Click here to read the proposed rule change.
The so-called “Push-Out Rule” relating to swap activity conducted by banks has been significantly narrowed in scope by a provision in the Consolidated and Further Continuing Appropriations Act, 2015 (Spending Bill), which was signed into law by President Obama on Tuesday. Under the Push-Out Rule (Section 716 of the Dodd-Frank Wall Street Reform and Consumer Protection Act), which provides that a bank swap dealer is not entitled to any federal assistance (including federal deposit insurance) in connection with its swap activities, every bank swap dealer faced the prospect of being forced to transfer (or push out) all or part of its swap portfolio to affiliated non-bank entities in order to avoid violation of the rule when it comes into full effect next July. The Push-Out Rule had a number of important exceptions that were available to insured depository institutions, but not to uninsured US branches and agencies of non-US banks until the Federal Reserve issued a rule saying that non-US banks were entitled to the same exceptions; however, the exceptions generally complicated matters rather than providing complete relief to affected banks. Continue Reading
The Division of Swap Dealer and Intermediary Oversight and the Division of Market Oversight (Divisions) of the Commodity Futures Trading Commission expanded and extended the no-action relief previously granted to commodity trading advisors (CTAs) that are registered with the CFTC and are members of designated contract markets (DCMs) or swap execution facilities (SEFs) from the requirement, under CFTC Regulation 1.35(a), to record certain oral communications. Continue Reading
On December 17, the Commodity Futures Trading Commission approved the application of LCH.Clearnet Ltd. for an Amended Order of Registration as a derivatives clearing organization (DCO). Pursuant to the Amended Order, LCH is permitted to clear (i) swaps and (ii) futures and options on futures contracts on all assets classes traded on or subject to the rules of a designated contract market. LCH had been clearing swaps pursuant to no-action relief issued by the CFTC Division of Clearing and Risk. Continue Reading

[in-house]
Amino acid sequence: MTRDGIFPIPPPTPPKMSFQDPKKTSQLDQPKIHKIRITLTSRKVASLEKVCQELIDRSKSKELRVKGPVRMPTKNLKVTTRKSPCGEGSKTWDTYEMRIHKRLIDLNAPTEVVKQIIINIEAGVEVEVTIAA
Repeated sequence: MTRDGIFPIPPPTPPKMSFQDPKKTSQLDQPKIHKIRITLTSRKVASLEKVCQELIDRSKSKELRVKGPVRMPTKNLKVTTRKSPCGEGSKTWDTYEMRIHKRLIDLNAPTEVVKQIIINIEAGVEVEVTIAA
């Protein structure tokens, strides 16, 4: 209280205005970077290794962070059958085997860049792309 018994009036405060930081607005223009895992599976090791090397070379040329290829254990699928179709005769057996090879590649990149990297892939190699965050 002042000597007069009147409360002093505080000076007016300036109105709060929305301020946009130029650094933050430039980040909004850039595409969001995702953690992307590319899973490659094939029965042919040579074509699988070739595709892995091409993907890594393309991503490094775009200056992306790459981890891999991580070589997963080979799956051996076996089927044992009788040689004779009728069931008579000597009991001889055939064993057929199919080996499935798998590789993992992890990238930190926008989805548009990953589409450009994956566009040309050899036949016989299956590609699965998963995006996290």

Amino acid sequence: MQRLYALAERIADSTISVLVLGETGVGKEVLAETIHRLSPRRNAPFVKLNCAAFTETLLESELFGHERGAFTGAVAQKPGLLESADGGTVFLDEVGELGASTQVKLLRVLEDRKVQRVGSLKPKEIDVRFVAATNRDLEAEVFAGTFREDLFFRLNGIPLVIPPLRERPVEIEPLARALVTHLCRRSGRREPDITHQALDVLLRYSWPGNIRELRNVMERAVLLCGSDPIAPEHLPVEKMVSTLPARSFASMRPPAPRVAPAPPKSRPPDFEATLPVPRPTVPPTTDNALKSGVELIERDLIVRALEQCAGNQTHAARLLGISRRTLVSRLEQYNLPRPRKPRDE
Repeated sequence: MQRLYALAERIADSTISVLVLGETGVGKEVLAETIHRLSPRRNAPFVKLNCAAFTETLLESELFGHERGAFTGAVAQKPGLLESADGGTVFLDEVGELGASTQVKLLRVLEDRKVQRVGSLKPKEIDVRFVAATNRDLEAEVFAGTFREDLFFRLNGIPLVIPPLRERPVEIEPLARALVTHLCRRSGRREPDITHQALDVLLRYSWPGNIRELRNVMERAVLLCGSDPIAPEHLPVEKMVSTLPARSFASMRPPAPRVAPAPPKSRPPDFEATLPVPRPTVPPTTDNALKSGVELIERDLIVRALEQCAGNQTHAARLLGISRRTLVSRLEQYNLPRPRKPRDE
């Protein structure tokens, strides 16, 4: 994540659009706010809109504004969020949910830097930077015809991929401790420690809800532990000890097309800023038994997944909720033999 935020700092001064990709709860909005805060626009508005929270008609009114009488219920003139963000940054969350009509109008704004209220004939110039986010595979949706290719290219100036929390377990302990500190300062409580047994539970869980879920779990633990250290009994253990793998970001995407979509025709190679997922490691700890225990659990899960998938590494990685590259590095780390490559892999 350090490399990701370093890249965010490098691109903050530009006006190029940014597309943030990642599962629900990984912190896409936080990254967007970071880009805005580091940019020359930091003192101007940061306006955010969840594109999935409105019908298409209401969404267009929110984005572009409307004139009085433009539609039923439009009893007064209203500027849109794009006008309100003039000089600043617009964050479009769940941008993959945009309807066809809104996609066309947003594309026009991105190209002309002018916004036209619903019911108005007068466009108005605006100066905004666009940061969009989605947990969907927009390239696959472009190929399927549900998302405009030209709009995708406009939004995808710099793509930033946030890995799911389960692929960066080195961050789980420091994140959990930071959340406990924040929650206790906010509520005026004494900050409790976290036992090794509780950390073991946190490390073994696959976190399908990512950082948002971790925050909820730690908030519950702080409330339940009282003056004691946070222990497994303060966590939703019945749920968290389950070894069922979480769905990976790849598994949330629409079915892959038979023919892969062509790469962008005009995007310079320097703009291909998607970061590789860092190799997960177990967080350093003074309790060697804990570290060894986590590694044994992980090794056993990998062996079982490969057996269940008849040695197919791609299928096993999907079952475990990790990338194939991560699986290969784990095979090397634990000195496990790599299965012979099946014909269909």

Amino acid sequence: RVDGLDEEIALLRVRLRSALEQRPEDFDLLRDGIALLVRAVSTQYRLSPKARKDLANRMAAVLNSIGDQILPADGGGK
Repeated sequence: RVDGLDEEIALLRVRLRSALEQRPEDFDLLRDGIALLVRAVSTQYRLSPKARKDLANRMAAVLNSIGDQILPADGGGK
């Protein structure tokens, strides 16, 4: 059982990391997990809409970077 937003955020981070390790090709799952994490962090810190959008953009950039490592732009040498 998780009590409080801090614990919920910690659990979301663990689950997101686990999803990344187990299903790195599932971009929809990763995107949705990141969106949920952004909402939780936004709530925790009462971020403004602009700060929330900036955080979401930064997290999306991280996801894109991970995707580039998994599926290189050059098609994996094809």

On December 18, the Division of Clearing and Risk (DCR) of the Commodity Futures Trading Commission extended the no-action relief previously granted to four foreign clearing organizations: ASX Clear (Futures) Pty Limited, Clearing Corporation of India Ltd., Korea Exchange, Inc. and OTC Clearing Hong Kong Limited. Continue Reading
On December 12, National Futures Association (NFA) submitted to the Commodity Futures Trading Commission proposed amendments to the Interpretive Notice to NFA Compliance Rule 2-45 (Prohibition of Loans by Commodity Pools to CPOs and Related Entities). Continue Reading
On December 17, the CME Group Exchanges (CME Group) issued Market Regulation Advisory Notice RA1411-5 to provide updated guidance on wash trades. The Advisory Notice revises portions of the frequently asked questions section of the Advisory Notice. Continue Reading